Thursday, June 12, 2008

Recently Read Archives

  • Swim With the Sharks Without Being Eaten Alive by Harvey B. Mackay
    One of my Board Members recommended Mr. Mackay's book. It is an easy read but to be frank, I didn't really enjoy it. Let me explain why...
    Mr. Mackay is in the envelop business. I would imagine this is a pretty tough commodity driven business where a fraction of a penny can make a difference. While he gives many pointers on building relationships somehow they just don't seem to ring true.
    Yes I'd like to get to know my customers better... but I don't want to read a cheat sheet listing the clients' kids' names just before I visit them just so they are impressed and I'll make a sale. I don't know... perhaps I'm being naive but I do believe that relationships have to be sincere to succeed.

  • True North: Discover Your Authentic Leadership by Bill George
    I heard Bill George speak a couple of years ago at one of Jay Whitehead's CRO conferences. What a speaker... he spoke for about an hour with no notes or prompts on corporate ethics. I was really impressed but must confess that I was remiss in reading the book I bought that night. I finally got around to it and was not disappointed. Mr. George used real life examples and simple exercises throughout his book to make his case and teach how each one of us can find our True North. This is a very good book. Don't wait two years to read it!

  • Killer Angels by Michael Shaara
    I'm trying to remember who recommended this book but can't for the life of me remember who it was! Old age creeps up on me... This book is about the Generals who were at Gettysburg that fateful summer of 1863. It is written as a novel and I found it very enjoyable and educational for it takes you through the ebb and flow of the three day battle.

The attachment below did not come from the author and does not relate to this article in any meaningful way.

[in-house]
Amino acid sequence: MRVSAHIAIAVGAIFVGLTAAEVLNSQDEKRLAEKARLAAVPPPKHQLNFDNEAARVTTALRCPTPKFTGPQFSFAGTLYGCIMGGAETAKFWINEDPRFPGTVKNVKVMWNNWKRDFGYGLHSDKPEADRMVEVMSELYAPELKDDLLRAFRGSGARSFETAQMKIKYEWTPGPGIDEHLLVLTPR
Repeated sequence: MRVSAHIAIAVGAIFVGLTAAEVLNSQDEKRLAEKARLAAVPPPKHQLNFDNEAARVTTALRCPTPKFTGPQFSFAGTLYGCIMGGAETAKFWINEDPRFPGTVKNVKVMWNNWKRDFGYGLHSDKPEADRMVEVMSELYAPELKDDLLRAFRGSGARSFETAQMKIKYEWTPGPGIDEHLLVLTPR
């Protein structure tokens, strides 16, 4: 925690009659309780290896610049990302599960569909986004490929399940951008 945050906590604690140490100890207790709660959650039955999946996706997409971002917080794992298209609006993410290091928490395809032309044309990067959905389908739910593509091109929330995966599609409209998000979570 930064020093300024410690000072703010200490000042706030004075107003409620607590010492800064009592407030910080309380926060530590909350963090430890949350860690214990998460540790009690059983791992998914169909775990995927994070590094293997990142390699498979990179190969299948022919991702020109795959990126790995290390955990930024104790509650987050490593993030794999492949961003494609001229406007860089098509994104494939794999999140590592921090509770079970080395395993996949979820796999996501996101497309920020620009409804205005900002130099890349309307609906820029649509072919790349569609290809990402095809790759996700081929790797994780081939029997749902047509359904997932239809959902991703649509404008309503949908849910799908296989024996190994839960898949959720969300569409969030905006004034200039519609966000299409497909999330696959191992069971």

I first visited Gettysburg with my wife Francine in 1993. We took a bus tour but I never really understood the battle until we returned to Gettysburg last year with my daughter Veronica on "American History" week. (We did many of the historical sites in Philadelphia, NYC and Hyde Park as well). This book brings history to life. Mr. Shaara passed away when he was only 59 but his son Jeff picked up the torch and I'm now reading his books on the civil war.

  • A Year in Provence by Peter Mayle
    I read this book, actually the entire Peter Mayle series ten or fifteen years ago. Re-reading favorite books is something I often do. Its like visiting an old friend. I've re-read some books up to five times over the years. Anyways, I loved "A Year in Provence" then and I loved it now! Peter Mayle was a London advertising executive who decided to take a year off and move to the French countryside, more specifically - Provence. Needless to say he never left and his experiences spawned a series of entertaining books as well as one of my favorite movies "A Goodyear" starring Russell Crowe. One day, I'd like to live in Provence!

  • Rogues Gallery: The Secret History of the Moguls and the Money that Made the Metropolitan Museum by Michael Gross
    I love museums and the works of art they house. One of my favorite museums is the Metropolitan in NYC. So reading Rogues Gallery was a real treat. It outlines the history of the Met and tells the story of its benefactors and curators and leaders. I enjoyed the book although I'm not sure that everyone else would... especially some of those in the book!

  • American Lion: Andrew Jackson in the White House by Jon Meachem
    Andrew Jackson was the seventh President of the United States. He was a very controversial President. Known as "Old Hickory" he was the father of the Democratic Party and fought many epic military and political battles that forever changed the destiny of the USA.

  • American Prometheus: The Triumph and Tragedy of J. Robert Oppenheimer by Kai Bird and Martin Sherwin
    Robert Oppenheimer was a brilliant scientist who led the top secret Manhattan Project which led to the creation of the atomic bomb. Its creation was his triumph and his tragedy.
    He quickly realized the bomb would forever change the world and was a strong advocate for arms control and educating the public on the perils of the nuclear age.
    But he was caught up by his past and some very powerful forces. In his younger days, Oppenheimer had flirted with communism and the left wing movement. This was used against him in the early 1950s. The time by Joseph McCarthy and communist witch hunts.
    Sadly for us all Oppenheimer's voice was effectively muzzled at a time it could have made a difference.